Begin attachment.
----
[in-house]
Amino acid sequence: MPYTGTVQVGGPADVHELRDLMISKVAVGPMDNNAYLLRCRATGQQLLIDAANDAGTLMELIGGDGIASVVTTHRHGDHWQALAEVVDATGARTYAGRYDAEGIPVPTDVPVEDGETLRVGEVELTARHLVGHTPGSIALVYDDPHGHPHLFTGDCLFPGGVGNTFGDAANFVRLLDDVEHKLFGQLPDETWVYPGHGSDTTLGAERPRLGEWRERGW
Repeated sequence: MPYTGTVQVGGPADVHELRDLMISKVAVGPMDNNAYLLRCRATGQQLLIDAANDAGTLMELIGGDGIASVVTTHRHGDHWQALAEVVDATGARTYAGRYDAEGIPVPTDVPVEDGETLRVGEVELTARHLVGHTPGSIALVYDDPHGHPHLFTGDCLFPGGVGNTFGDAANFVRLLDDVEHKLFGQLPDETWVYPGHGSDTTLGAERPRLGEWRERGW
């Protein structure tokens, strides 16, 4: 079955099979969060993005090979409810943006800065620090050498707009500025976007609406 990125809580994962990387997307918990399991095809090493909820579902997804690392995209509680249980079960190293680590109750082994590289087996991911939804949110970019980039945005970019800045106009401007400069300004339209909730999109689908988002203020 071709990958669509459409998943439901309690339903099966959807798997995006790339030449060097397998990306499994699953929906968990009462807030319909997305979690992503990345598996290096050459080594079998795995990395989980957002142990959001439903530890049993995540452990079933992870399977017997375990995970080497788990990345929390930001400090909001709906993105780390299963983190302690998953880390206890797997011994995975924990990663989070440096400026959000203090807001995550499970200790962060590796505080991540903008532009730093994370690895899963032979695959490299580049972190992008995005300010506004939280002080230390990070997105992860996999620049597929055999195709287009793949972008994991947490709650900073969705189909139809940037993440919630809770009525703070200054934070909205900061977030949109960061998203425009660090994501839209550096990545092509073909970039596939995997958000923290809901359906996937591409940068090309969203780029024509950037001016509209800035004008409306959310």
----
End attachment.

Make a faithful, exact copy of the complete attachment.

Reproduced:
[in-house]
Amino acid sequence: MPYTGTVQVGGPADVHELRDLMISKVAVGPMDNNAYLLRCRATGQQLLIDAANDAGTLMELIGGDGIASVVTTHRHGDHWQALAEVVDATGARTYAGRYDAEGIPVPTDVPVEDGETLRVGEVELTARHLVGHTPGSIALVYDDPHGHPHLFTGDCLFPGGVGNTFGDAANFVRLLDDVEHKLFGQLPDETWVYPGHGSDTTLGAERPRLGEWRERGW
Repeated sequence: MPYTGTVQVGGPADVHELRDLMISKVAVGPMDNNAYLLRCRATGQQLLIDAANDAGTLMELIGGDGIASVVTTHRHGDHWQALAEVVDATGARTYAGRYDAEGIPVPTDVPVEDGETLRVGEVELTARHLVGHTPGSIALVYDDPHGHPHLFTGDCLFPGGVGNTFGDAANFVRLLDDVEHKLFGQLPDETWVYPGHGSDTTLGAERPRLGEWRERGW
């Protein structure tokens, strides 16, 4: 079955099979969060993005090979409810943006800065620090050498707009500025976007609406 990125809580994962990387997307918990399991095809090493909820579902997804690392995209509680249980079960190293680590109750082994590289087996991911939804949110970019980039945005970019800045106009401007400069300004339209909730999109689908988002203020 071709990958669509459409998943439901309690339903099966959807798997995006790339030449060097397998990306499994699953929906968990009462807030319909997305979690992503990345598996290096050459080594079998795995990395989980957002142990959001439903530890049993995540452990079933992870399977017997375990995970080497788990990345929390930001400090909001709906993105780390299963983190302690998953880390206890797997011994995975924990990663989070440096400026959000203090807001995550499970200790962060590796505080991540903008532009730093994370690895899963032979695959490299580049972190992008995005300010506004939280002080230390990070997105992860996999620049597929055999195709287009793949972008994991947490709650900073969705189909139809940037993440919630809770009525703070200054934070909205900061977030949109960061998203425009660090994501839209550096990545092509073909970039596939995997958000923290809901359906996937591409940068090309969203780029024509950037001016509209800035004008409306959310």